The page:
Tauberian Theorem

A Tauberian theorem is a theorem that deduces the convergence of an series on the basis of the properties of the function it defines and any kind of auxiliary hypothesis which prevents the general term of the series from converging to zero too slowly. Hardy (1999, p. 46) states that "a 'Tauberian' theorem may be defined as a corrected form of the false converse of an 'Abelian theorem.' "

Wiener's Tauberian theorem states that if f in L^1(R), then the translates of f span a dense subspace iff the Fourier transform is nonzero everywhere. This theorem is analogous with the theorem that if f in L^1(Z) (for a Banach algebra with a unit), then f spans the whole space if and only if the Gelfand transform is nonzero everywhere.

See also

Abelian Theorem, Hardy-Littlewood Tauberian Theorem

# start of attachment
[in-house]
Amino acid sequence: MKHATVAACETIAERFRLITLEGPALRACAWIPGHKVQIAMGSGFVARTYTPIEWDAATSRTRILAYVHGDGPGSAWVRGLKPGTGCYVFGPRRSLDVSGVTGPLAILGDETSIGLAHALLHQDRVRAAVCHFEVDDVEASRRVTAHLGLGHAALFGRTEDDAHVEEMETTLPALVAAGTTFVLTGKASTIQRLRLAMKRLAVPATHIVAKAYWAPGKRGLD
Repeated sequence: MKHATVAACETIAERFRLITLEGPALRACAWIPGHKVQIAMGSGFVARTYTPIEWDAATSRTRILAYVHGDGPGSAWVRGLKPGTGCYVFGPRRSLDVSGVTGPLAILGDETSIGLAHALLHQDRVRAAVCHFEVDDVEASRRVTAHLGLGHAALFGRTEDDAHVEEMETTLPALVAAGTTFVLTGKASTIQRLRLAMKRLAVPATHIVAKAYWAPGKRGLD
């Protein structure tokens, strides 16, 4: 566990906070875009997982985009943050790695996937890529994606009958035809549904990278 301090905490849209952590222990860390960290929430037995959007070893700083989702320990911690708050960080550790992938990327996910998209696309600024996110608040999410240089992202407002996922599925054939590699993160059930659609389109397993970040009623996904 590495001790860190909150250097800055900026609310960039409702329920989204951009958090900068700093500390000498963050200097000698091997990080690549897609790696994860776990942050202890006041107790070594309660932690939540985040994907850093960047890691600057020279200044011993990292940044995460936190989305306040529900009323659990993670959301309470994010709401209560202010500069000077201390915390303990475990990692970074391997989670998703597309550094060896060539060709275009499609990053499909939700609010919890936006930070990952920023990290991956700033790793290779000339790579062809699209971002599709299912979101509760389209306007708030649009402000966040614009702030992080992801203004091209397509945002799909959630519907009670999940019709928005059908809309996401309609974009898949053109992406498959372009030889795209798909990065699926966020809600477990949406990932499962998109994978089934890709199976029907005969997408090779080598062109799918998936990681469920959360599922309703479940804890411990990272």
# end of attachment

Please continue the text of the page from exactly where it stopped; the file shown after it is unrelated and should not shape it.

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Bromwich, T. J. I'A. and MacRobert, T. M. An Introduction to the Theory of Infinite Series, 2nd ed. New York: Chelsea, p. 256, 1991.Hardy, G. H. Ramanujan: Twelve Lectures on Subjects Suggested by His Life and Work, 3rd ed. New York: Chelsea, pp. 31 and 46, 1999.Katznelson, Y. An Introduction to Harmonic Analysis. New York: Dover, 1976.Loomis, L. H. An Introduction to Abstract Harmonic Analysis. Princeton, NJ: Van Nostrand, 1953.Wiener, N. The Fourier Integral and Certain of Its Applications. New York: Dover, 1951.

Referenced on Wolfram|Alpha

Tauberian Theorem

Cite this as:

Weisstein, Eric W. "Tauberian Theorem." From MathWorld--A Wolfram Web Resource.

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